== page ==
I’m not really sure I understand any of this, the real purpose of such a “national” “curriculum”, and I’m not sure why the F-10 curriculum and the senior curriculum should be different in this respect. You either present a curriculum or you do not, and it is either adopted or it is not. None of this appears to me to have much purpose other than to maintain ACARA’s busy-ness and (self) importance.


The following are Essential Mathematics content items that, at least on the quick reading I gave it all, particularly annoyed me. (There were other contents, as well as annoying aspects of the curriculum that cannot be properly highlighted in this manner.) These are items that seemed poorly worded or vague to the point of meaninglessness, or similar. Perhaps some of these items are fine with a more careful reading or in context. (On the flip side, for some of the items the context is helpful to understand why they are arguably not fine.) In any case, the items annoyed me. If anyone wishes to argue their merits, they are of course welcome to take it up in the comments.

These items are in order, by unit and topic. I will, however, begin with my favourite line, an “examples in context” from Topic 1 of Unit 4:

using data to calculate the relative frequencies of the amounts of household expenditure is this sentence incomplete?

This over-complete sentence appears to have been part of the curriculum for at least six years. Here, now, are the rest.

expressing ingredients of packaged food as percentages of the total quantity, or per serving size, or per 100 grams

comparing the quantities, both numerically and in percentage terms, of additives within a product or between similar products, such as flavours

use leading­ digit approximation to obtain estimates of calculations (ACMEM004)

apply approximation strategies for calculations. (ACMEM010)

determine one amount expressed as a percentage of another (ACMEM012)

convert units of rates occurring in practical situations to solve problems (ACMEM015)

comparing and discussing the components of different food types for the components of packaged food expressed as grams.

use metric units of length, their abbreviations, conversions between them, and appropriate levels of accuracy and choice of units (ACMEM017)

understand the relationship between volume and capacity (ACMEM028)

estimate volume and capacity of various objects (ACMEM029)

draw a line graph to represent any data that demonstrate a continuous change, such as hourly temperature. (ACMEM042)

investigate real­-world examples from the media illustrating inappropriate uses, or misuses, of measures of central tendency and spread. (ACMEM056)

use ratio to describe simple scales. (ACMEM070)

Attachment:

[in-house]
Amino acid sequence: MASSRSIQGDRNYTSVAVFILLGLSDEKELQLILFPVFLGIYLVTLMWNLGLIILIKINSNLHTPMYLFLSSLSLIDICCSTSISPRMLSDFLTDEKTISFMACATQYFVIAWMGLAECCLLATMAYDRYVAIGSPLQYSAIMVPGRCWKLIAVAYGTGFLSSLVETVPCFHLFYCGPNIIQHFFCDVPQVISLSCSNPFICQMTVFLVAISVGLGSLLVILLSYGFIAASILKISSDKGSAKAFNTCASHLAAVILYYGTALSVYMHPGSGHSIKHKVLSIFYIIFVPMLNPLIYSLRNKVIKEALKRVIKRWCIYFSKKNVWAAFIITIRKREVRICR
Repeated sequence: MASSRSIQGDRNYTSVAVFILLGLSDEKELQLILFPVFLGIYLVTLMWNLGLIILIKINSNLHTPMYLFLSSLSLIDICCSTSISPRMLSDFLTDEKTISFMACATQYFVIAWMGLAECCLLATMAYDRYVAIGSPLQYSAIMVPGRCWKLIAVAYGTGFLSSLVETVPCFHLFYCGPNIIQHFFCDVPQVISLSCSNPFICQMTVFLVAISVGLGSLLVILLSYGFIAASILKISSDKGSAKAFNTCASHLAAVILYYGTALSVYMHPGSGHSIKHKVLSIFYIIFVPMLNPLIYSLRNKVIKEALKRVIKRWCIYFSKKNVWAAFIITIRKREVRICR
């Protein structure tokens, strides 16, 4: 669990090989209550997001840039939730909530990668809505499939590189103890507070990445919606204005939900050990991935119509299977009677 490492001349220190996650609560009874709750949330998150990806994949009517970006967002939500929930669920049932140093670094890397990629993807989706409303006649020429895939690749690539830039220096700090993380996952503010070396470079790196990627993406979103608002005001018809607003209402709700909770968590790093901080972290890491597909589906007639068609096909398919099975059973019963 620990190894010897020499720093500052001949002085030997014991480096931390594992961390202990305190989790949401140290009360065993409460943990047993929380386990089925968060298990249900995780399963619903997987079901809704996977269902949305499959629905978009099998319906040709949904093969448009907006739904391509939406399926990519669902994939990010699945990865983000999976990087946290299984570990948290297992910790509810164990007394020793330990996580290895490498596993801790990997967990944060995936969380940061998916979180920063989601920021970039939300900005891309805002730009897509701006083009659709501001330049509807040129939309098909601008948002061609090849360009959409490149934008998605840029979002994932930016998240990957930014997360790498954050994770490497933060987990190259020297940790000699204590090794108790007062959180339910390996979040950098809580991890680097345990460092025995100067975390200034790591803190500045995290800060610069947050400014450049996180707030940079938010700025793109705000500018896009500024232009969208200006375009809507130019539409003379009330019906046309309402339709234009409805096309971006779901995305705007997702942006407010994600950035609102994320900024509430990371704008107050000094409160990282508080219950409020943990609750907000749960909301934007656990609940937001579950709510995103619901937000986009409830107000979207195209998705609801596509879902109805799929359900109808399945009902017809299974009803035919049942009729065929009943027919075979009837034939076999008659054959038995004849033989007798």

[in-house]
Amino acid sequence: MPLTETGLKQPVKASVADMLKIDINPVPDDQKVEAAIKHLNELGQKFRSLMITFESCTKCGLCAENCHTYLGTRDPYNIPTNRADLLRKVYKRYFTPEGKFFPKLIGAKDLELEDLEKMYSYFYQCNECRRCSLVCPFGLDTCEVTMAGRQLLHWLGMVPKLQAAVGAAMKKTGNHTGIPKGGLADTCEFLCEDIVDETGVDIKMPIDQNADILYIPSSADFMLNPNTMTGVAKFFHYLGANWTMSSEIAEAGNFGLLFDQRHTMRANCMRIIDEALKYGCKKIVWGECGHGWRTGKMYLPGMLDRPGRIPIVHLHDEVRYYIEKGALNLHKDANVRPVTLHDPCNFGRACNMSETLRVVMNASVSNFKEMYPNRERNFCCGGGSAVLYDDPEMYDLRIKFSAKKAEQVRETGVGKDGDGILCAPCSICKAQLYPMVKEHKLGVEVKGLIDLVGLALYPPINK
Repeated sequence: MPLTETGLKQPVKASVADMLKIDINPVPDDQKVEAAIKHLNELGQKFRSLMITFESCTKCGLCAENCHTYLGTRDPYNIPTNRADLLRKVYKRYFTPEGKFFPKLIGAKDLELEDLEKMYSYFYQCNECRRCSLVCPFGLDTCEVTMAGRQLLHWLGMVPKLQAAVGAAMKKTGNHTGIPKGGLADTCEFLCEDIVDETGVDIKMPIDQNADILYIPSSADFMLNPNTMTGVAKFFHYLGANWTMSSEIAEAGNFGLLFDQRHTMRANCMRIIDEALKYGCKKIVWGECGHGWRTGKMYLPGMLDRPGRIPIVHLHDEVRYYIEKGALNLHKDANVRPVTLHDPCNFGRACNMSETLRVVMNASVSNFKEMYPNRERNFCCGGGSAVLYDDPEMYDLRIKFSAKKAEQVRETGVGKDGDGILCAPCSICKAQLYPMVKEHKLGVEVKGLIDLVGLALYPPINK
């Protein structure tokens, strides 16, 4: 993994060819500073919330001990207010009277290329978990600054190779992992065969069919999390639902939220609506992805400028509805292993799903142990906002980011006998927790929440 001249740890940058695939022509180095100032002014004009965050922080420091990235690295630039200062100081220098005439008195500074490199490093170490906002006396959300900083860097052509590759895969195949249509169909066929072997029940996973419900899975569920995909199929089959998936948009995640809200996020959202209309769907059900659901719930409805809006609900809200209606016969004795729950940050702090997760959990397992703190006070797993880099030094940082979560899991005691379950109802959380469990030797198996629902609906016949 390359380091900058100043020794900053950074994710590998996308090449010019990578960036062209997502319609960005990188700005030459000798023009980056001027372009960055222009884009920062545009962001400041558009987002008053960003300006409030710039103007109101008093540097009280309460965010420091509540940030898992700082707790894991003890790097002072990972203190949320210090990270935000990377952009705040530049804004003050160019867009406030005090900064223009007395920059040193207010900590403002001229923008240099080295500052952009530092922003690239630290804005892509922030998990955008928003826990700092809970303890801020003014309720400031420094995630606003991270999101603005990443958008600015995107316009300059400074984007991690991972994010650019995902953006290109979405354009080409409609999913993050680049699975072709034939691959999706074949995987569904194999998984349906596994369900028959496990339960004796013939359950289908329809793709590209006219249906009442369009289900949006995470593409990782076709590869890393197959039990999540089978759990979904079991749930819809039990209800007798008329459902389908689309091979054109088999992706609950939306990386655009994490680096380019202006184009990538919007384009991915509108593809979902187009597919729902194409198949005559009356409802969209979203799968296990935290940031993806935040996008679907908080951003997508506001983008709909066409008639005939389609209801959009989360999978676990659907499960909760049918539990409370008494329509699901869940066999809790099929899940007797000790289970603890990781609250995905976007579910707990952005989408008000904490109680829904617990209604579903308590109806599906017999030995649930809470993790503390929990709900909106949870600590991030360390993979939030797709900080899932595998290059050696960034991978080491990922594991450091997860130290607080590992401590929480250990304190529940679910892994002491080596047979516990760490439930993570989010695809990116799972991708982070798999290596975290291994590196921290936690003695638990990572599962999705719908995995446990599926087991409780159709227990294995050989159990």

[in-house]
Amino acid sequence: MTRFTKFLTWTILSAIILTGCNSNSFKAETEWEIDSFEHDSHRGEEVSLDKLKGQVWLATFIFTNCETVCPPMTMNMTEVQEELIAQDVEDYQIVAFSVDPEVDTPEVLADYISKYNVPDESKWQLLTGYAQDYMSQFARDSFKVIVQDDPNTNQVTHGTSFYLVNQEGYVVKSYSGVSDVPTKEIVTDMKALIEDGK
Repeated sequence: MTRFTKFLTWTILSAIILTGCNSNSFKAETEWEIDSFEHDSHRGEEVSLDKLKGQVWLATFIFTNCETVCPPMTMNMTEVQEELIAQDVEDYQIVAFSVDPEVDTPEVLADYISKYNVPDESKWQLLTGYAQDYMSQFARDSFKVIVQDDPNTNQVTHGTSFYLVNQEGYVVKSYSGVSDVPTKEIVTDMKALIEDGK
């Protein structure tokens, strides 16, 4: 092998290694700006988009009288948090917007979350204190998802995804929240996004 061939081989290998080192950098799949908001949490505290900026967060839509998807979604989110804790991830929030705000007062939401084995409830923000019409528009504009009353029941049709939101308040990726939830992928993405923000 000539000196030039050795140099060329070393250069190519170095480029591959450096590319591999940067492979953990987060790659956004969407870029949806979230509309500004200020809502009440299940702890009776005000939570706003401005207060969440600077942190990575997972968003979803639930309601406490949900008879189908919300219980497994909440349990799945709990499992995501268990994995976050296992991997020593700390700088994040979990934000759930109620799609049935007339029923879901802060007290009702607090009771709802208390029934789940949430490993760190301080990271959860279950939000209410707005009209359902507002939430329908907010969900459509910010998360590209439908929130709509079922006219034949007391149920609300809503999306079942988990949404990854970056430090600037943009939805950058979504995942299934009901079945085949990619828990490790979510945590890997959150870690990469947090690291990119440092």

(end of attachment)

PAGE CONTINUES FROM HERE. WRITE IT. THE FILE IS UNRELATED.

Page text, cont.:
find the surface area of pyramids, such as rectangular­- and triangular­-based pyramids (ACMEM096)

recognise the need for milligrams (ACMEM099)

recognise relations between volume and capacity, recognising that 1cm3 = 1L and 1m3 = 1kL (ACMEM102)

use formulas to find the volume and capacity of regular objects such as cubes, rectangular and triangular prisms and cylinders (ACMEM103)

recognise the properties of common two-dimensional geometric shapes and three­-dimensional solids (ACMEM105)

use symbols and conventions for the representation of geometric information; for example, point, line, ray, angle, diagonal, edge, curve, face and vertex. (ACMEM107)

apply the tangent ratio to find unknown angles and sides in right­-angled triangles (ACMEM117)

apply the cosine and sine ratios to find unknown angles and sides in right­-angled triangles (ACMEM119)

describe the faults in the collection of data process (ACMEM134)

find the line of best fit by eye (ACMEM141)

interpret relationships in terms of the variables (ACMEM143)

interpret commonly used probability statements, including ‘possible’, ‘probable’, ‘likely’, ‘certain’ (ACMEM148)

describe ways of expressing probabilities formally using fractions, decimals, ratios, and percentages. (ACMEM149)

identify relative frequency as probability (ACMEM152)

locate positions on Earth’s surface given latitude and longitude using GPS, a globe, an atlas, and digital technologies (ACMEM159)

understand the link between longitude and time (ACMEM162)

solve problems associated with time zones; for example, internet and phone usage (ACMEM166)

review the principles of simple interest (ACMEM168)

understand the concept of compound interest as a recurrence relation (ACMEM169)

3 Replies to “ACARA’s Essential Mathematics Curriculum”

  1. It sound like their goal is to make the document so bland and full of meaningless blather that no one will want to read it

    My intuition says its because they can then cloak their intentions because everyone is to bored to notice what they are actually doing. That’s why I am happy there are people like yourself who do read through it with a fine tooth comb in order to expose the garbage.

      1. Incompetence definitely plays a significant role I agree. I do apologize, I’ll refrain from attributing intentions I have no way of knowing.

        Perhaps I find it difficult to believe the inclusion of social constructivism in a Mathematics Curriculum could be attributed solely to incompetence.